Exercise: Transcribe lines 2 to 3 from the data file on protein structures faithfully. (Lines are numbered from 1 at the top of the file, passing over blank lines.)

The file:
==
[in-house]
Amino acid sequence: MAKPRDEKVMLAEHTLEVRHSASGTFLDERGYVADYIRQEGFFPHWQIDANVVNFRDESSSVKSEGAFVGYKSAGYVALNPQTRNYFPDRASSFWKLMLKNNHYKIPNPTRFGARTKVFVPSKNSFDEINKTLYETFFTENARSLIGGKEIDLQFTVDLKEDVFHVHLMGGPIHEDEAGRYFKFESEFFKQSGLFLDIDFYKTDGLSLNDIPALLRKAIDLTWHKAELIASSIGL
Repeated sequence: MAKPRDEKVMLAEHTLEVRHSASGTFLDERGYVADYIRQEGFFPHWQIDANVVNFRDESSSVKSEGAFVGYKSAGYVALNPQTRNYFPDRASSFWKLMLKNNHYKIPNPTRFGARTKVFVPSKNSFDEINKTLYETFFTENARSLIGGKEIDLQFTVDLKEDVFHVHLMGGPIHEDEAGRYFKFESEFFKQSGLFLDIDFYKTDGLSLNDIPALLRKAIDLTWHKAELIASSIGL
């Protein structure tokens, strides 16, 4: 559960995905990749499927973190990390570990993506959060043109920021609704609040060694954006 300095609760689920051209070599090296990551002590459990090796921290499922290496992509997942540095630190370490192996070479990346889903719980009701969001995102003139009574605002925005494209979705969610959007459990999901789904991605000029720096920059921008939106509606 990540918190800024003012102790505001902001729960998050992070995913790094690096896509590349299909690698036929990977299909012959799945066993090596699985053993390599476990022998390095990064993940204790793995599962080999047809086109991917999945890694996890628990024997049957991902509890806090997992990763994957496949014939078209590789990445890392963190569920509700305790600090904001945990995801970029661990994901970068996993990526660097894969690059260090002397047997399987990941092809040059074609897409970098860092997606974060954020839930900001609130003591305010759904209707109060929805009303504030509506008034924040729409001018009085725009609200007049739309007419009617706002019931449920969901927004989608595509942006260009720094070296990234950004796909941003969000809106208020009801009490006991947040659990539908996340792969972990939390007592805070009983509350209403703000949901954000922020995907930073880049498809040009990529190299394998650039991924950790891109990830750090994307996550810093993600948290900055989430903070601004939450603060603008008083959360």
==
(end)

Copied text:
Amino acid sequence: MAKPRDEKVMLAEHTLEVRHSASGTFLDERGYVADYIRQEGFFPHWQIDANVVNFRDESSSVKSEGAFVGYKSAGYVALNPQTRNYFPDRASSFWKLMLKNNHYKIPNPTRFGARTKVFVPSKNSFDEINKTLYETFFTENARSLIGGKEIDLQFTVDLKEDVFHVHLMGGPIHEDEAGRYFKFESEFFKQSGLFLDIDFYKTDGLSLNDIPALLRKAIDLTWHKAELIASSIGL
Repeated sequence: MAKPRDEKVMLAEHTLEVRHSASGTFLDERGYVADYIRQEGFFPHWQIDANVVNFRDESSSVKSEGAFVGYKSAGYVALNPQTRNYFPDRASSFWKLMLKNNHYKIPNPTRFGARTKVFVPSKNSFDEINKTLYETFFTENARSLIGGKEIDLQFTVDLKEDVFHVHLMGGPIHEDEAGRYFKFESEFFKQSGLFLDIDFYKTDGLSLNDIPALLRKAIDLTWHKAELIASSIGL